Diversity Magazine Southern Indiana June 2022 - Page 26

“ FOR US IT ’ S NOT JUST SAYING ‘ OH , WE SEE THIS PARTICULAR GROUP OF PEOPLE WITH PROPORTIONS OF THIS DISEASE OR EARLIER DEATH , BUT WE LOOK AT HOW RACISM , AND THE STRUCTURE OF RACISM IN PARTICULAR , HAS AN EFFECT ON THAT .” individuals that were mainly Black women and the Tuskegee Study of Untreated Syphilis .

In 1907 , Indiana was the first place in the world to pass a law mandating sterilization for certain individuals in state custody , as mental problems , criminality and poverty were considered to be hereditary . All sterilization laws in Indiana were repealed in the ’ 70s .
In 1964 , a Black woman in North Carolina was sterilized without her input because she was deemed “ feebleminded ” and thus unfit to be a parent .
The woman was also said to exhibit “ aggressive behavior and sexual promiscuity ,” referring back to negative descriptors more frequently denoted in Black people ’ s health records .
Because the country has a history of lying and deceiving people of color in the medical setting , it has formed a relationship of distrust between people of color and medical professionals .
“ Those things are still very fresh in our minds ,” Clark said .
In her work , Clark gets out in the community to understand what the needs are for minority populations and determines how they can be addressed .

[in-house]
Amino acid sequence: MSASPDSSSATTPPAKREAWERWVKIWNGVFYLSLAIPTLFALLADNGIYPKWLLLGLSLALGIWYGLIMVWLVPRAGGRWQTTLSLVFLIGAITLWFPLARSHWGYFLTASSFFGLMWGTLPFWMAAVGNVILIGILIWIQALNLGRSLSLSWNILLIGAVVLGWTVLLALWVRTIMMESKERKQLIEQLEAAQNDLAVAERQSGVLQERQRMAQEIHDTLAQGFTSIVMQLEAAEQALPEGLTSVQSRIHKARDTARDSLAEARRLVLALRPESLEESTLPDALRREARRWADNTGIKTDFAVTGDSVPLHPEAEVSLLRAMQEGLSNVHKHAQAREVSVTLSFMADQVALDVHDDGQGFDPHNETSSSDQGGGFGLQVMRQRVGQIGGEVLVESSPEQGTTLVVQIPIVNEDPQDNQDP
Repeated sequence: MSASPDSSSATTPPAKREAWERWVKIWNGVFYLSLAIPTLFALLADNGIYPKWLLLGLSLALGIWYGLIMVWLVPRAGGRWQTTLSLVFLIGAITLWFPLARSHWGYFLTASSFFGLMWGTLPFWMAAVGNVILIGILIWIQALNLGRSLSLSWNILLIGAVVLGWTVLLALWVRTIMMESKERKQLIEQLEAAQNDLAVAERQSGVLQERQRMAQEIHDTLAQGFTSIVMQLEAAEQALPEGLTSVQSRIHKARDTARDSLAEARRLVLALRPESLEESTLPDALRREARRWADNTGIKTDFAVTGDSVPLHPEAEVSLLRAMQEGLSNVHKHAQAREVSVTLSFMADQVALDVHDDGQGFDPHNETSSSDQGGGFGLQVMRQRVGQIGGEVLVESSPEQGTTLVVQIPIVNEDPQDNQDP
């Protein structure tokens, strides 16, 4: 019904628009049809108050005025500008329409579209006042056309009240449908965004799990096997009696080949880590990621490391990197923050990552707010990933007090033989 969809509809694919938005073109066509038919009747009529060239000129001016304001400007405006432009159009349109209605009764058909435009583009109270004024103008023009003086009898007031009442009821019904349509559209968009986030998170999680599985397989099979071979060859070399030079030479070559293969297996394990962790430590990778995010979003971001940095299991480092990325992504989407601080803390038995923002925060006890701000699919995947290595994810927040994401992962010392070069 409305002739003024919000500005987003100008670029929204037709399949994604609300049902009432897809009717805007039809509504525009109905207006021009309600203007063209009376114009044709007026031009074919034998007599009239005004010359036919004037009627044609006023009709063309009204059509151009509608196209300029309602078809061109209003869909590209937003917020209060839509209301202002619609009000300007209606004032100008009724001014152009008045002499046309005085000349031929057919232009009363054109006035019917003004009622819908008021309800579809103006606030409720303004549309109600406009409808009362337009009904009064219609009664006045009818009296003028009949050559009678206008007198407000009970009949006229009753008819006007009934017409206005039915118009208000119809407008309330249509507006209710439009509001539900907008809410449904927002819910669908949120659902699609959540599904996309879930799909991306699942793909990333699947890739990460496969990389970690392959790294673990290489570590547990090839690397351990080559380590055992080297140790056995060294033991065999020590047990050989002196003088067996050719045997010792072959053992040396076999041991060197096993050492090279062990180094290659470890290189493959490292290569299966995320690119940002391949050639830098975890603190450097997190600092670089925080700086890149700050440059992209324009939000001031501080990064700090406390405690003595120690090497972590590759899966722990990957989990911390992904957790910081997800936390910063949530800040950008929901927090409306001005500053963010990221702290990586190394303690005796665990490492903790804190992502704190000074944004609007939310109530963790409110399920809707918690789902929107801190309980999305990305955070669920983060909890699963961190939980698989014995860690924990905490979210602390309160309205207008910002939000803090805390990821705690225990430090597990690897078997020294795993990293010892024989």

During the pandemic , Clark worked to educate the community on the importance of receiving the COVID-19 vaccine , through church and back to school events .
As of April of this year , the Kaiser Family Foundation , a nonprofit focused on national health issues , reported that 7 % of the Black population in Indiana had received the vaccine .
Clark has been working in the field for over two decades , and she said she has seen a lot more people coming to the organization seeking assistance for energy and water bills and rent , as well as an increase in issues with substance abuse .
“ Affordable housing keeps coming back to the top of that list . If I ’ m stressed out where I ’ m gonna live or if I can ’ t afford rent , and I know that I ’ m behind on my rent . Stress causes a lot of illness ,” she said .
Stress plays a large part in people of color facing certain illnesses at a higher rate than white people .
“ Stress elicits cortisol in the body ... When we talk about discrimination and stress , and that stress gets trapped inside the body and turns into trauma . We know that that excess cortisol over time leads to hypervigilance and hypertension , diabetes , inability to concentrate ,” Aleman said .
Looking at the bigger picture , Aleman said it is important to address both the issue at hand , helping the patient manage their illnesses , and the larger issue of structural racism leading to the issues in the first place .
Aleman also discussed the importance of creating trust within the community , so people know they can seek help there .
“ It ’ s more than just showing up somewhere and saying ‘ Hey we ’ re here ,’” he said .
A big effort that will soon be in place at LifeSpring is racial trauma therapy , a modality developed by Spalding University professor Steven D . Kniffley Jr .
Aleman said the modality looks at how the impacts of racism can be addressed on an individual and larger scale .
The modality has a specific piece for white therapists , Aleman said , allowing them to aid people of color in the healing process .
26 2022 Diversity Magazine